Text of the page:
Possibly one of the most unique films I have ever had the pleasure of viewing, Amer pays great homage to the Giallo, but is so much more than that label could ever wish to be. Mixing surrealism and horror, this film manages to bring up memories of both Lynch and Argento with it's tale of voyeurism and the story of a girls development into womanhood.
There are many scenes in this film that are bathed in reds, blues, greens and purples, and it lends the film it's dreamlike quality which goes a long way to add to the surrealism of the picture. There is very little dialogue. The films characters express themselves through sighs, moans and whispers, which again comes across as strange but entrancing.
The film is shot magnificently, bringing to mind the greatest work of Argento with dizzying camera-work and shots that simply take the viewers breath away. There are lots of quick cuts to keep the viewer on their toes. Although the movie is relatively easy to follow, I don't think it is easy to explain what the movie is about, as it is very subversive. This again only goes to add to the surrealism and beauty of the film. There is also a strong undercurrent of threat running throughout the film, which should please fans of the macabre no end.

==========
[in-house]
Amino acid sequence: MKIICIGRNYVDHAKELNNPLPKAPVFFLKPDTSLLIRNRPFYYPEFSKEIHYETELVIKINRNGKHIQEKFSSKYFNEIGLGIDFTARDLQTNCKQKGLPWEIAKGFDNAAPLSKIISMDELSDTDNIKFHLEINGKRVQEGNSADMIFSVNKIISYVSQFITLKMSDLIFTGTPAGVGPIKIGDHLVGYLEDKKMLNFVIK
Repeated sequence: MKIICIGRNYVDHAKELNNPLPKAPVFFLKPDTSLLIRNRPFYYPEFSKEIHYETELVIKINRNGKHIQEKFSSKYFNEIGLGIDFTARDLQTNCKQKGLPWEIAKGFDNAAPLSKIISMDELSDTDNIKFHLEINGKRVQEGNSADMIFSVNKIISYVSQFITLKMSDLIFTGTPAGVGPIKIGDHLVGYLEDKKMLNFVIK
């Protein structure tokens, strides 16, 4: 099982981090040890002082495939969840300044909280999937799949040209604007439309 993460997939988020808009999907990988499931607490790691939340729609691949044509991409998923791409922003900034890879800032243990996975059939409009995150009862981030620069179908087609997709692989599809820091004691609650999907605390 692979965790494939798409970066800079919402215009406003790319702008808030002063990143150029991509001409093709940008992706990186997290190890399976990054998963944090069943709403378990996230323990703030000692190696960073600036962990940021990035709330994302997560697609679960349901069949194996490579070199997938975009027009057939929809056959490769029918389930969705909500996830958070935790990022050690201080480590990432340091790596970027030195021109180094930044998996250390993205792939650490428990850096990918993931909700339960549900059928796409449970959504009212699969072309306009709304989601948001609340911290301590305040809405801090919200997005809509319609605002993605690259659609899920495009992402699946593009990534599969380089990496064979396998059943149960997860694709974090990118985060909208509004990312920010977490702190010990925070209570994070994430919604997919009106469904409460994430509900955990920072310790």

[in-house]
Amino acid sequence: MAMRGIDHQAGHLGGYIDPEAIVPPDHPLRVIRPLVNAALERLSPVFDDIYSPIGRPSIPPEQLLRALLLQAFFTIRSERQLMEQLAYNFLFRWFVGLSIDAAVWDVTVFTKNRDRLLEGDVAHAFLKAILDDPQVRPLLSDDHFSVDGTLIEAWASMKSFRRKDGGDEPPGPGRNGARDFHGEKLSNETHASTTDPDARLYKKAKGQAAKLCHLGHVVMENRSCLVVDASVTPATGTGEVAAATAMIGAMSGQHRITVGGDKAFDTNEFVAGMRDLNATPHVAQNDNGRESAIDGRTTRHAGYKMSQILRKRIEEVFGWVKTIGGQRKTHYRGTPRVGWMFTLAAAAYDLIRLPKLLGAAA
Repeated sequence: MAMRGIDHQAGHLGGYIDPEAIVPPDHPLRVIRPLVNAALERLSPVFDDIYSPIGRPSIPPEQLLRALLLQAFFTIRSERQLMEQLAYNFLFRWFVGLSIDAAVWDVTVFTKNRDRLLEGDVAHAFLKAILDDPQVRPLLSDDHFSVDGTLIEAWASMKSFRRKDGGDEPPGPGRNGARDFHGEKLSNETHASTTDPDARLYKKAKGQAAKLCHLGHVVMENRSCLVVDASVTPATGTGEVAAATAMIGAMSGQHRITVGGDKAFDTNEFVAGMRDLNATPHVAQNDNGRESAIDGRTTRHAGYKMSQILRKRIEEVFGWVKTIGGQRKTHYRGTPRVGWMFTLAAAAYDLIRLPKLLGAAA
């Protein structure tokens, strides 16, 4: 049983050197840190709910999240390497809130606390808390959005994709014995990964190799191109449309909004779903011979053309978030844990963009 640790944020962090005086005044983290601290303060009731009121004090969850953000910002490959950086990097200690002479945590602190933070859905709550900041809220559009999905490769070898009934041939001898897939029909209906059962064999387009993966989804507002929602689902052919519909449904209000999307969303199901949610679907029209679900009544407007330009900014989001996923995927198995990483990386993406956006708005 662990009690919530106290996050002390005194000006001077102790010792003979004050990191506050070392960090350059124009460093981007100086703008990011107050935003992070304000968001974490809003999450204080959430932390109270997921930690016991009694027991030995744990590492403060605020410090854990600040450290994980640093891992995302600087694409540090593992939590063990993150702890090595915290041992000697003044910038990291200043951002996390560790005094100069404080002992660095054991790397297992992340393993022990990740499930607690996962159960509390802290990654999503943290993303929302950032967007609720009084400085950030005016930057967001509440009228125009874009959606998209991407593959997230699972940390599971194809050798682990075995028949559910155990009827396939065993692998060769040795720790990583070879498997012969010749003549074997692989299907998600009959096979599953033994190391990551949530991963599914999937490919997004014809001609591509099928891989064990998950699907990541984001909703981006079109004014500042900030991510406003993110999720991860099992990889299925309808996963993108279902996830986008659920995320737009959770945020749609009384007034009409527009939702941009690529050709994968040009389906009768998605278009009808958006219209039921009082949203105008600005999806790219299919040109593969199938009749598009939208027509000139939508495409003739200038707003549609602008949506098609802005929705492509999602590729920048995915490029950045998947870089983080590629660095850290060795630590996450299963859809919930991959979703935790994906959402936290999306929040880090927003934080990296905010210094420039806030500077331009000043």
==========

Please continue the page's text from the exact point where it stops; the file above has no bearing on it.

The film certainly manages to come into it's own in it's final segment, where our female protagonist, who we have followed through her childhood, through her teens, and now into womanhood, is stalked by a killer. The amount of close-up's of eyeballs and straight razors would be enough to satiate any fan of Giallo.
'Amer' is an excellent example of film that isn't straight-forward, that likes to play with convention and wants to titillate the viewer with more than just acres of naked flesh and breast shots. The film uses colour and sound to great effect, making the audio and images work into the subconscious of the viewers, leaving them with something to think about and comprehend.
Who said movies should be easy-going?